The Nice Guys (2016) Movie Review

The Nice Guys is the latest film from writer/director Shane Black. The film stars Russell Crowe and Ryan Gosling as detectives in 1977 Los Angeles searching for a girl who is involved in some shady dealings.

Shane Black is known for creating films such as Lethal Weapon and Iron Man 3. I had no real exposure to Black’s films prior to watching The Nice Guys.

I regret not seeing this movie in theaters because it is truly a fantastic film. Ryan Gosling and Russell Crowe are both perfectly cast and there is a ton of humor in the film. I don’t usually laugh at movies but this film had so many moments that were simply hilarious. I was pleasantly surprised at just how funny this film was.

The Nice Guys also succeeds on a technical level. You just know while watching that Black and company made every effort to make this film as good as possible. This is most visible in the production design meant to replicate a 1977 Los Angeles setting. Every scene in the movie feels perfect and the plot slowly builds to an incredible climax.

This is the kind of movie that I hope to watch again because I know there will be details that I missed the first time around. From experience I know that if I feel willing to watch a movie twice, then that movie is something special.

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The Lobster Review: Dark yet Hilarious

The Lobster is the latest film directed by Yorgos Lanthimos, a Greek filmmaker known for the film DogtoothThe Lobster represents a huge step in the career of Lanthimos. It his first film to receive widespread exposure and stars Colin Farrell, Rachel Weisz, and John C. Reilly.

The Lobster is set in a dystopian society where all single people must live in a hotel where they have 45 days to find a partner. Those who fail to find a partner are turned into an animal of their choice. Colin Farrel’s character David is sent to this hotel after his wife leaves him for another man. David picks the titular lobster as his animal of choice. David is an interesting character. He’s an architect who rarely says more than he needs to. David eventually tries to seduce the most heartless woman in the hotel. David and the heartless woman become a couple but the heartless woman soon learn that David has more emotion than he lets on. So the heartless woman kills David’s dog/brother leading David to cry in the bathroom. Under dire circumstances, David incapacitates the heartless woman and escapes from the hotel. Going much further into the plot of this film would perhaps reveal too much. Here’s what you need to know: The premise of this film is both inventive and terrifying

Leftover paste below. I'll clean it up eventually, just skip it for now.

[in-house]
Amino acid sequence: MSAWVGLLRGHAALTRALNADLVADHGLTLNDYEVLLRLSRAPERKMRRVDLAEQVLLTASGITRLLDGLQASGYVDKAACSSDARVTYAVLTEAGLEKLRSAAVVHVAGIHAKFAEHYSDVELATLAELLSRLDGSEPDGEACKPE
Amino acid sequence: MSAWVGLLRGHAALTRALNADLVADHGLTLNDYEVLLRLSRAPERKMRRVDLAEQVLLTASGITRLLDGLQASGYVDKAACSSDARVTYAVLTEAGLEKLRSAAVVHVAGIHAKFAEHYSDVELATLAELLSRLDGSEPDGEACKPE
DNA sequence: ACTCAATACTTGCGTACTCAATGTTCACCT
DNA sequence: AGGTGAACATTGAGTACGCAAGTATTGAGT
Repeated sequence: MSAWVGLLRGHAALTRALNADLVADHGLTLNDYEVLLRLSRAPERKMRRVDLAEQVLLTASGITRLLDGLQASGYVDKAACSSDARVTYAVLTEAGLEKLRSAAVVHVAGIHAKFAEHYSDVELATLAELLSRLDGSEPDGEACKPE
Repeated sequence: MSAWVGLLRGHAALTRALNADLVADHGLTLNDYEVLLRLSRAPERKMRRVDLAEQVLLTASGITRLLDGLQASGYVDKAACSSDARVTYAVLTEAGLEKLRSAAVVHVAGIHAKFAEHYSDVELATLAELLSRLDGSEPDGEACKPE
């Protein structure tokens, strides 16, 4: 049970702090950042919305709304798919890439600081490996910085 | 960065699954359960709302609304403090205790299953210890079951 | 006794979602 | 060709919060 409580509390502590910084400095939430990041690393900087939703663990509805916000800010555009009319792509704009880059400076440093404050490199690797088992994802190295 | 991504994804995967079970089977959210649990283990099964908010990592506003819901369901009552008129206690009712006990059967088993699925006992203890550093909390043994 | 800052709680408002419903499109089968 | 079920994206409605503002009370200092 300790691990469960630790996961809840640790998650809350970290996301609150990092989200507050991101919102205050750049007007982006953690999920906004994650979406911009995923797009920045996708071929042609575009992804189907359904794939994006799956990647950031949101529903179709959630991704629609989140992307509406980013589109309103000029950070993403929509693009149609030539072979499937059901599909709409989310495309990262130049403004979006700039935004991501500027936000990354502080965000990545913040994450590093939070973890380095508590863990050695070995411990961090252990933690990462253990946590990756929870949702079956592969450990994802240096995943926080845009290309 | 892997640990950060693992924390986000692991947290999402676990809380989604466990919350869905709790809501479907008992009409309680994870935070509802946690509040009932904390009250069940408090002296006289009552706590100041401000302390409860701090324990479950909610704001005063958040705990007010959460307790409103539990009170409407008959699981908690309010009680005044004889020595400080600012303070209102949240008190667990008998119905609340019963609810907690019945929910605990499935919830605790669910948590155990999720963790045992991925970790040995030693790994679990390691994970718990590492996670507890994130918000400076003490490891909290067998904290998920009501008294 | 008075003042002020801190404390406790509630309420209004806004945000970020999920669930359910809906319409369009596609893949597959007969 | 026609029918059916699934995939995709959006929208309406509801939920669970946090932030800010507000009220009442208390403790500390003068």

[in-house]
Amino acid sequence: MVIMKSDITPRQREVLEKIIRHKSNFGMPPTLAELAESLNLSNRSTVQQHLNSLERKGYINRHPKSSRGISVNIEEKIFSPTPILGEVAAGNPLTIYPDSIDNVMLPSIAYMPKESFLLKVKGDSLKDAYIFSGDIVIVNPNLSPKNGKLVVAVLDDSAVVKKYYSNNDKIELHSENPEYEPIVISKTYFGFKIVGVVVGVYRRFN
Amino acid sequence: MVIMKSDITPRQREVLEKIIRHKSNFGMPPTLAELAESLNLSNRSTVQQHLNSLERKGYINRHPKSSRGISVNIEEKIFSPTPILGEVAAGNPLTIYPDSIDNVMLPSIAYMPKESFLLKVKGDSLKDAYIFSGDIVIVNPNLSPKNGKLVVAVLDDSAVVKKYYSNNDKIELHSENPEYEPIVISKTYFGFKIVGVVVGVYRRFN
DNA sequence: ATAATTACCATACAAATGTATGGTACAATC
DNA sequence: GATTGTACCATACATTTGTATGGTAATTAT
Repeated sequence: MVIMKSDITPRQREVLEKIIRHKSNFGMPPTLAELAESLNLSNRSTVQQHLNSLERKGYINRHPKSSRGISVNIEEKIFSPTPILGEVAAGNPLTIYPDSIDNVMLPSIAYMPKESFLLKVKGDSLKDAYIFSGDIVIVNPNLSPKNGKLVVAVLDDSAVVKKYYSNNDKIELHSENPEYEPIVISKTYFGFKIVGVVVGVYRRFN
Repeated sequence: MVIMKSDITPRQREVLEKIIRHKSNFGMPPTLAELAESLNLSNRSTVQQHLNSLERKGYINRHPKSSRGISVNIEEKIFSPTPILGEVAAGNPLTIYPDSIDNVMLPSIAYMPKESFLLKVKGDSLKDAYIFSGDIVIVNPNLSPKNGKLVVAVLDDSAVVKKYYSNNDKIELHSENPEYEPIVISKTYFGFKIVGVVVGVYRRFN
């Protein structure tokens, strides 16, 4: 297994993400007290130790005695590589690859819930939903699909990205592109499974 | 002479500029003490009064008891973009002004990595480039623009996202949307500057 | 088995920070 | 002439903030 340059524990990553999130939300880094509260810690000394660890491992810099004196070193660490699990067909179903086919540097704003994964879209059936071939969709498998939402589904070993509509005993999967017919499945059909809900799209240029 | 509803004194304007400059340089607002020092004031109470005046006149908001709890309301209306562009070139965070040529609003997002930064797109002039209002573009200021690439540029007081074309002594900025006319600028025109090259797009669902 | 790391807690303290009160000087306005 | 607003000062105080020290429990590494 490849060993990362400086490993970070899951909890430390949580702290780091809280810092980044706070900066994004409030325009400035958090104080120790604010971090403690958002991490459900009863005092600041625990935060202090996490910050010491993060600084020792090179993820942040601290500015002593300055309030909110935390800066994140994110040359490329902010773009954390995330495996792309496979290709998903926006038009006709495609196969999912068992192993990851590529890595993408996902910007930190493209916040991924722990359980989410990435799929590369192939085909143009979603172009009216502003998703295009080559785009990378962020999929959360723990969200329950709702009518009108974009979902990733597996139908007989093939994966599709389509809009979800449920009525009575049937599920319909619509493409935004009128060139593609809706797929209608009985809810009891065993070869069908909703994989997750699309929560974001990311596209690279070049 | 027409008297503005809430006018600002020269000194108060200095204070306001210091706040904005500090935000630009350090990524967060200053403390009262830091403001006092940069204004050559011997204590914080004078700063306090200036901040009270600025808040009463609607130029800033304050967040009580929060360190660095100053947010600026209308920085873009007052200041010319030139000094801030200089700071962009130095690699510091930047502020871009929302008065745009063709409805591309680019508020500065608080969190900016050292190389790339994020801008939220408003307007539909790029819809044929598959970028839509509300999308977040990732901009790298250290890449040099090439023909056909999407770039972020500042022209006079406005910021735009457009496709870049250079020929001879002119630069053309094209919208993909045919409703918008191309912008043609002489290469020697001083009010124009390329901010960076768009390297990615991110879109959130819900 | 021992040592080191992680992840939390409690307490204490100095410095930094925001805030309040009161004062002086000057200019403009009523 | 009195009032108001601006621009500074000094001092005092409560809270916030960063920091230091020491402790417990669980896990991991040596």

The first thing I should tell you is that I found The Lobster hilarious. If you appreciate dark humor, then you will absolutely enjoy this film. The first half of this film is especially entertaining when it utilizes its bizarre premise for humor. The various procedures and rules of the hotel are designed to foster pairing between the guests no matter the cost. For example, masturbation is a punishable offense, yet sexual stimulation by the hotel maid is mandatory. Having now seen two of Lanthimos’s films, I can see the beginning of a pattern. Both Dogtooth and The Lobster place characters in tragic yet hilariously absurd situations. That this technique works is a testament to Lanthimos’s cinematic skill.

The Lobster is separated into two parts. The first half taking place in the hotel while the second follows David’s escape into the forest where he meets the loners and a woman who becomes his natural partner. The world of the loners in the forest is as intricate as the world of the hotel. The loners abide by oppressive rules similar to the inhabitants of the hotel. No matter where David goes, he will be suffer from oppression, specifically focused on the rules of attraction. If David possesses any one motivation, it is to circumvent these rules undiscovered. David is an independent thinker in a sea of single-minded dogma. At its core, The Lobster is a film about the desire to rebel against the rules of society.

I really enjoyed this film. Apart from the interesting story, I also found the cinematography and score to be both effective elements of the film. Lanthimos is definitely a filmmaker to watch and it will be interesting to see where he goes next.

 

 

The Diary of a Teenage Girl Review

Here’s a movie that you probably didn’t know existed. It didn’t get oscar buzz or win awards but I think it’s one of the best movies that came out in 2015. The Diary of a Teenage Girl is a coming-of-age comedy/drama based on a graphic novel of the same name. It premiered at Sundance and had a limited release in August of 2015. It’s the story of a 15-year-old girl named Minnie who has an affair with her mother’s boyfriend named Monroe. With this kind of taboo relationship it’s easy to label it as statutory rape because that is what the law says. This movie does not give you that easy answer. The relationship between Minnie and Monroe is consensual. It’s easy to understand why a teenage girl would be attracted to an older man and vice versa. Their relationship is more natural and healthy than most relationships depicted in the media.